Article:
Hometown hero Sean Longstaff's priceless double fired Newcastle to a first League Cup final in 47 years at an ecstatic St James' Park on Tuesday night.
Holding a 1-0 lead from last week’s semi-final first-leg at Southampton, Eddie Howe’s side were 2-0 ahead within 21 minutes on Tyneside in front of a delighted crowd of 51,975 to book a long-awaited trip to Wembley, where they will face Manchester United or Nottingham Forest.
Che Adams’ 29th-minute thunderbolt – the first goal Nick Pope had conceded in 931 minutes of action – meant there was still work to be done, particularly after Bruno Guimaraes’ late dismissal following a challenge on substitute Sam Edozie, but they made it without further mishap for a 2-1 win on the night and 3-1 on aggregate.
Revitalised by Howe's leadership and the financial muscle of a largely Saudi-backed ownership group, the club are on the up again as they sit third in the Premier League.
Longstaff does not want this to be a one off. “It is amazing. If you’d have said to anyone 12 months ago what was going to happen, they would have laughed,” he told Sky Sports.
“It is a really special, not just for me but for every person from Newcastle, it has been such a long time since there has been a night like this.
“Since the takeover we have brought in quality players. It is really special and emotional for me what we are building here. We don’t want to stop, we want to have nights like this every season. It is just amazing.”
Newcastle doubled their aggregate advantage within five minutes when Guimaraes’ quick feet in the middle of the pitch allowed him to spread the ball to the right and after Kieran Trippier slid a pass into Longstaff’s feet, he took a touch before firing low past keeper Gavin Bazunu.
Longstaff could have added to his tally within three minutes, but dragged a left-footed attempt wide from Guimaraes’ inviting pass as the hosts laid siege to Bazunu’s goal.
The visitors gradually settled into a period of possession, albeit deep inside their own half with full-back Kyle Walker-Peters threatening sporadically on the break, but with little constructive support.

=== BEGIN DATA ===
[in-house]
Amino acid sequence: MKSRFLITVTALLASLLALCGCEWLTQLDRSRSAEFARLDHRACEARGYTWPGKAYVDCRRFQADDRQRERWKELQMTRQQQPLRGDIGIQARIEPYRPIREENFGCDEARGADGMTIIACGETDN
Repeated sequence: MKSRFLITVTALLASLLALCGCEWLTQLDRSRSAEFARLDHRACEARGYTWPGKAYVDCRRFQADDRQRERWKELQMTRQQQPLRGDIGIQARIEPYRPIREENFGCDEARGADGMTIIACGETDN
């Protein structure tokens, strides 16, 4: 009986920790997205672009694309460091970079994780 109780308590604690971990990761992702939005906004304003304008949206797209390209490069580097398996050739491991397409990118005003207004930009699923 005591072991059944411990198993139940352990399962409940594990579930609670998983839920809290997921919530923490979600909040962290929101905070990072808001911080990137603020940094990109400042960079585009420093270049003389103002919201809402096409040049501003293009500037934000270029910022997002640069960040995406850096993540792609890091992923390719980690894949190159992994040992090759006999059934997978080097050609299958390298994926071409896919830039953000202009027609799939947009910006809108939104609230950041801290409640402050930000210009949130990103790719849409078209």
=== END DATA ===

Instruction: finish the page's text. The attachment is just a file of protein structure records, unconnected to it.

Their task increased further in difficulty with 21 minutes gone when, after Joe Willock had combined with Joelinton wide on the left, he fed Miguel Almiron, whose pull-back was perfectly weighted for Longstaff to drill home his second of the night.
Adams gave the Saints hope when he smashed a long-range effort past the stunned Pope and for the first time in the game, Howe’s men looked mildly uncomfortable.
However having restored a measure of order before the break, the Magpies returned knowing they were just 45 minutes from Wembley and determined not to allow a Southampton side bolstered by the half-time additions of Romain Perraud and Romeo Lavia any further encouragement.
In a scrappy start to the second half, neither side was able to exert any genuine pressure, although Saints playmaker James Ward-Prowse was belatedly making an impression from a more advanced starting point.
Howe replaced his entire frontline on the hour, sending on Allan Saint-Maximin, Alexander Isak and Jacob Murphy for Willock, Wilson and Almiron, but after former Magpie Adam Armstrong had been denied by Pope, Longstaff tested Bazunu with a well-struck volley.
Bruno’s night ended in tears after referee Paul Tierney was advised to review his challenge on Edozie, prompting a late flurry in front of Pope, but his club’s hopes of ending a wait for domestic silverware which dates back to the 1955 FA Cup final ultimately remained intact.